Over 100K Cars Cut From North American Production This Week Due to Chip Shortage

Steven Ewing Former managing editor
Steven Ewing spent his childhood reading car magazines, making his career as an automotive journalist an absolute dream job. After getting his foot in the door at Automobile while he was still a teenager, Ewing found homes on the mastheads at Winding Road magazine, Autoblog and Motor1.com before joining the CNET team in 2018. He has also served on the World Car Awards jury. Ewing grew up ingrained in the car culture of Detroit -- the Motor City -- before eventually moving to Los Angeles. In his free time, Ewing loves to cook, binge trash TV and play the drums.
Steven Ewing
Automotive Chip Shortage
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Automotive Chip Shortage

Hopefully supply constraints start easing this year, so automakers can get back to building vehicles.


What's happening

The global semiconductor shortage is causing more than 100,000 vehicles to be dropped from North American production schedules this week.

Why it matters

It means North America has surpassed Europe as the hardest region hit by the automotive chip shortage.

What's next

Industry experts expect more than 3.8 million vehicles to be cut by the end of the year.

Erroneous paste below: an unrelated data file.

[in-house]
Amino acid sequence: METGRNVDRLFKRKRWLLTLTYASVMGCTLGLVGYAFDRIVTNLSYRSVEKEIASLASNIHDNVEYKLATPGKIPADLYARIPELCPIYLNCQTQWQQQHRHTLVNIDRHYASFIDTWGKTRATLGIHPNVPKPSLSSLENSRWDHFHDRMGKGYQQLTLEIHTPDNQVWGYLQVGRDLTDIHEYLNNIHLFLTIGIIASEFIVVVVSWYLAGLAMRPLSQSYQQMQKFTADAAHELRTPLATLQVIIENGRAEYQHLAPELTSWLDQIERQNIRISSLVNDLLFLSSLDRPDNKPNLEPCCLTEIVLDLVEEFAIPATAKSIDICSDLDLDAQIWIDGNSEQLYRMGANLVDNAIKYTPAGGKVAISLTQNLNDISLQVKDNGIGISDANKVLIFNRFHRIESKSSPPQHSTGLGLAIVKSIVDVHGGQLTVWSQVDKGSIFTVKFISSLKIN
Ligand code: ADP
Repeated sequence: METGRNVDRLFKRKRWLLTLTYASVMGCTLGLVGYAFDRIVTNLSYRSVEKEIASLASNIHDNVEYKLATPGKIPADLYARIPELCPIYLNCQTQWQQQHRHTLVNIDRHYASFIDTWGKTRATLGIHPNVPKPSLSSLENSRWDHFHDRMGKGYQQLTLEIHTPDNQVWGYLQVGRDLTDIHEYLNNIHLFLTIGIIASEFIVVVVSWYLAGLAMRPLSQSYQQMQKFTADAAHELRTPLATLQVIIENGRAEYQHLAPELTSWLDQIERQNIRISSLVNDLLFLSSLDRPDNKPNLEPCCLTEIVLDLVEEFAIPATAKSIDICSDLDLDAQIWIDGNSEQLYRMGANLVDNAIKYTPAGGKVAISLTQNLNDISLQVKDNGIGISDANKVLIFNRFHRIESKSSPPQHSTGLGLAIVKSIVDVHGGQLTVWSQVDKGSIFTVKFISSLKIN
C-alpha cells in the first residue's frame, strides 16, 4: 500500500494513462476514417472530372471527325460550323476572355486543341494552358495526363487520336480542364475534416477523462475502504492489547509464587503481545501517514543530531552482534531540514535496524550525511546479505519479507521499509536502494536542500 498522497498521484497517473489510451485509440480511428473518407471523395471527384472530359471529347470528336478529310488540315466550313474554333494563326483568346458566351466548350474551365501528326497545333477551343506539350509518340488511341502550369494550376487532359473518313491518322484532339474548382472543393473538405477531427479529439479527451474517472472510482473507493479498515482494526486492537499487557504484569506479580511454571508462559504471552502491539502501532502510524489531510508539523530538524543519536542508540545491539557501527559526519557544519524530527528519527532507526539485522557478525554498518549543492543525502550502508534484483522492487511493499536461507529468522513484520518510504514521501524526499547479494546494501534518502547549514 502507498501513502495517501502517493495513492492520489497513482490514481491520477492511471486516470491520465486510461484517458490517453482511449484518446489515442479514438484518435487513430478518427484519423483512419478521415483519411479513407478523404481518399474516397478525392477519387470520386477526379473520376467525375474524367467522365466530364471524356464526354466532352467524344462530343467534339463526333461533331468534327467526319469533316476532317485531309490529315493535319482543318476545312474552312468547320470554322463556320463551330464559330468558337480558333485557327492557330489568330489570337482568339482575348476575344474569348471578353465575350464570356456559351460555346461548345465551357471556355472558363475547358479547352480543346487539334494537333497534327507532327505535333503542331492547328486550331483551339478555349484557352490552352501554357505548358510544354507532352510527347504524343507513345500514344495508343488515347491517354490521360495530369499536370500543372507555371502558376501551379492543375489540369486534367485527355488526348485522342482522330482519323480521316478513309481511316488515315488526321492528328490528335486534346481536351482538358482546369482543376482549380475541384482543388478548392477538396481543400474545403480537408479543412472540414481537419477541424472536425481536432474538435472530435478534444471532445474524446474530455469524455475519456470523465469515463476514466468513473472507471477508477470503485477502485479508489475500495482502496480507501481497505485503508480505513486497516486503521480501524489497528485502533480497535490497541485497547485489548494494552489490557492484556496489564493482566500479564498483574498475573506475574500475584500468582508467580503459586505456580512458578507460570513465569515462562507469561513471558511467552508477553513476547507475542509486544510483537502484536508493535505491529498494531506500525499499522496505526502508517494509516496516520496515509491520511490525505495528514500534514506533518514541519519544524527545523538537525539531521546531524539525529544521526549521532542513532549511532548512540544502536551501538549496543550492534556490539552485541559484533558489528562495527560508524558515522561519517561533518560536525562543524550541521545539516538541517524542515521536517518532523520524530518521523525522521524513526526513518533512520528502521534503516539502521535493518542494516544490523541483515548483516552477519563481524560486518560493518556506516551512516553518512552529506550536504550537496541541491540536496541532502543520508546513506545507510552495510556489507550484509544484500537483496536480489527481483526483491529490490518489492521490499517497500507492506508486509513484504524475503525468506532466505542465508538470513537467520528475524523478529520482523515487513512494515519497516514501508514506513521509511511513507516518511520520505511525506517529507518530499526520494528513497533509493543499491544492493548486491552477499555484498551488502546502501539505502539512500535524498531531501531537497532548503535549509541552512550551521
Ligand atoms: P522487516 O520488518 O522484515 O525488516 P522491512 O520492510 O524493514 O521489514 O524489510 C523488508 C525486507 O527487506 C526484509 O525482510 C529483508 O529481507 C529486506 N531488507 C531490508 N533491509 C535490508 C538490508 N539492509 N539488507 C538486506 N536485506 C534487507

The ongoing worldwide semiconductor shortage will cause more than 100,000 vehicles to be cut from North American production schedules this week, Automotive News reported Sunday. Over 180,000 vehicles are expected to be dropped globally.

The data, which comes from AutoForecast Solutions, says North American factories have been forced to cut nearly 1.06 million vehicles from production schedules this year due to the chip shortage. This puts North America as the most heavily impacted region so far. AFS' data shows nearly 3 million vehicles have been cut so far in 2022, and the agency expects that number to grow to more than 3.8 million by the end of the year.

In addition to entire vehicles, many automakers have had to reduce the number of features offered on their products. Back in November, General Motors was forced to exclude heated seats and heated steering wheels on a number of its vehicles due to the chip shortage. This was just one of many issues affecting car companies around the world.

The auto industry may not recover from the chip shortage until 2023 or beyond. Sam Fiorani, vice president of global vehicle forecasting at AFS, affirmed this reasoning earlier this year: "This is not a quickly solvable issue."